In ruling on a motion for summary judgment, the evidence is reviewed in the light most favorable to the nonmoving party. Summary judgment is appropriate if there are no genuine issues of material fact remaining and the moving party is entitled to judgment as a matter of law. The moving party bears the initial burden of demonstrating the absence of material questions of fact. That burden may be satisfied by submitting evidentiary materials, such as interrogatory answers, deposition testimony, admissions, or other specific documents, and/or pointing to the absence of such items in the evidence adduced by the parties. If the moving party satisfies that initial burden, the nonmoving party then must identify any evidentiary materials already before the court or present its own evidence demonstrating that factual questions remain.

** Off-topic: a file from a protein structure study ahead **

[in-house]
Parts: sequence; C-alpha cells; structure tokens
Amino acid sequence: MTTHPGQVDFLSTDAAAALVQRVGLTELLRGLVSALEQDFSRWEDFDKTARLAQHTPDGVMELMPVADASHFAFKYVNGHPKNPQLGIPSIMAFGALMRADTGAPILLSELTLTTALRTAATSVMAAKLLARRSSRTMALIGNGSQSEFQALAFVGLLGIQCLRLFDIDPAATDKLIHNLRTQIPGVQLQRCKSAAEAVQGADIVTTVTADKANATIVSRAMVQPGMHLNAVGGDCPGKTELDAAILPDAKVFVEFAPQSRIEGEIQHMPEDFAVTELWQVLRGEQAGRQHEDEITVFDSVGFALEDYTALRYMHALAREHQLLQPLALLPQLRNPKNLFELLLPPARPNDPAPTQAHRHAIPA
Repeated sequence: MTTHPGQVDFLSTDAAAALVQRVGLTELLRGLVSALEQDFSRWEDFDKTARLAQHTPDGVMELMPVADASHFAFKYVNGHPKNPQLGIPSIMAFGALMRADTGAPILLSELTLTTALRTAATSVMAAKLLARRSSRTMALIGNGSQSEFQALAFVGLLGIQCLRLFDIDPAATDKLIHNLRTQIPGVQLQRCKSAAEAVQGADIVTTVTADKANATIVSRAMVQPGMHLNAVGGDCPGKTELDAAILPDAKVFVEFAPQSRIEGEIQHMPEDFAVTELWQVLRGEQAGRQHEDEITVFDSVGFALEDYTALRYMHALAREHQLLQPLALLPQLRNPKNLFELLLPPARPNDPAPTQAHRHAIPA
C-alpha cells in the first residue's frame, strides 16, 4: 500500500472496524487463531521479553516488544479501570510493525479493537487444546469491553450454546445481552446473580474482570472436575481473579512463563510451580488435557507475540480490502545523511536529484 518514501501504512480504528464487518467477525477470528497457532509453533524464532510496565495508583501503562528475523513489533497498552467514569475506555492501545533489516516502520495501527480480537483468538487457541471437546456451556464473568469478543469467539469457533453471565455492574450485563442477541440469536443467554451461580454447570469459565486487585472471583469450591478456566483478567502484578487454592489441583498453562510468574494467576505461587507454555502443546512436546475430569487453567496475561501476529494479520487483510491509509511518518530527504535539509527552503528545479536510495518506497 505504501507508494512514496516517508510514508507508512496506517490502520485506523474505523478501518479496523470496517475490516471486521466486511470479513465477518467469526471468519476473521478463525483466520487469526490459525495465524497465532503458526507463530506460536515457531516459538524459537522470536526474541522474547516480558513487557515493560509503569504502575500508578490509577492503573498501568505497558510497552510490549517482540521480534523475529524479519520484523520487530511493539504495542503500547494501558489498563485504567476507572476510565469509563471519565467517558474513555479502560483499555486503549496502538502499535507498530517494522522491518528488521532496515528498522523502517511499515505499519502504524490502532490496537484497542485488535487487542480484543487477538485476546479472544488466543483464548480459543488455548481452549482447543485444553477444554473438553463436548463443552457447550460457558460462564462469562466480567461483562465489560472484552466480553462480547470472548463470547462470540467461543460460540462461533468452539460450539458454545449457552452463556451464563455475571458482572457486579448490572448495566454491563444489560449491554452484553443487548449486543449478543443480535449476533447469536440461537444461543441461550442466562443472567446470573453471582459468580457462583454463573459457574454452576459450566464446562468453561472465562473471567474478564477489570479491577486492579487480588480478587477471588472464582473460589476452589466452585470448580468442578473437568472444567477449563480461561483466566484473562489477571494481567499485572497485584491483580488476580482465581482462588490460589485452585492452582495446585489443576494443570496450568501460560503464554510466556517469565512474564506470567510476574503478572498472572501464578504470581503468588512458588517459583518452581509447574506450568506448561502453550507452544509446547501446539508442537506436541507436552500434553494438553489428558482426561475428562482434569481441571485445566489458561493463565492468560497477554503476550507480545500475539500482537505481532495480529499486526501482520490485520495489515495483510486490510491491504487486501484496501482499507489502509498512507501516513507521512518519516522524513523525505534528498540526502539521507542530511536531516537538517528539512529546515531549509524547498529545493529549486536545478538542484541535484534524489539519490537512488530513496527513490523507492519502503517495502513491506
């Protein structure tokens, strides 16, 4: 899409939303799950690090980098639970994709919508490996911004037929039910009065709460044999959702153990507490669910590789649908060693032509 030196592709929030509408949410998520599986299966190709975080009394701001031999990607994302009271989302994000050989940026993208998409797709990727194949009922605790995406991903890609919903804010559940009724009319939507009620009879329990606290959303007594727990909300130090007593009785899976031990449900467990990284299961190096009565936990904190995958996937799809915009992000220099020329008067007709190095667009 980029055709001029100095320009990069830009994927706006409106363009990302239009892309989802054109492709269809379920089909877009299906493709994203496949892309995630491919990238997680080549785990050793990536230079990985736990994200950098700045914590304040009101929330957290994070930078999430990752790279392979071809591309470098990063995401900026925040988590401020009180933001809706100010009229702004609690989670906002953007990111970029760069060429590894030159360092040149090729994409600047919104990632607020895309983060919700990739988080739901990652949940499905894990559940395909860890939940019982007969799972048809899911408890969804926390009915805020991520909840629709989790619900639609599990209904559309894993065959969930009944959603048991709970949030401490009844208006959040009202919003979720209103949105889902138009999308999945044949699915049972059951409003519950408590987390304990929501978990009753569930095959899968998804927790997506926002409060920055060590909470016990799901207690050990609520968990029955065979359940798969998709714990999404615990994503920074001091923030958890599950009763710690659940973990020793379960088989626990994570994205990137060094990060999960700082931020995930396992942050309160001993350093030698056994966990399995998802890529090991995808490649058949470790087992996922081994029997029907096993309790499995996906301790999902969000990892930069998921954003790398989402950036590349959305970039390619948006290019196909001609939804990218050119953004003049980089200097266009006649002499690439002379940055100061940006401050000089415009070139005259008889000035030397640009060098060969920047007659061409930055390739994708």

Plaintiff school bus passenger claimed that while she was riding home on one of the bus company's buses, she was injured when the bus collided with an unidentified vehicle. Plaintiff could not remember the street or the neighborhood where the accident occurred. Police did not respond to the accident and consequently, there was no police report. Plaintiff did not see the collision occur and was unable to offer any details about it. The trial court granted summary judgment for defendant as plaintiff failed to provide any evidence of the bus company's negligence, and on appeal the court agreed.
Was plaintiff able to present sufficient evidence to establish defendant's negligence?
The court held that to assign negligence to the bus company based on the evidence in the record would have impermissibly crossed the line from reasonable inference and ventured into the realm of rank speculation. The passenger's tenuous description of the accident left the bus company virtually unable to conduct discovery. The passenger failed to meet her burden on the bus company's motion for summary judgment.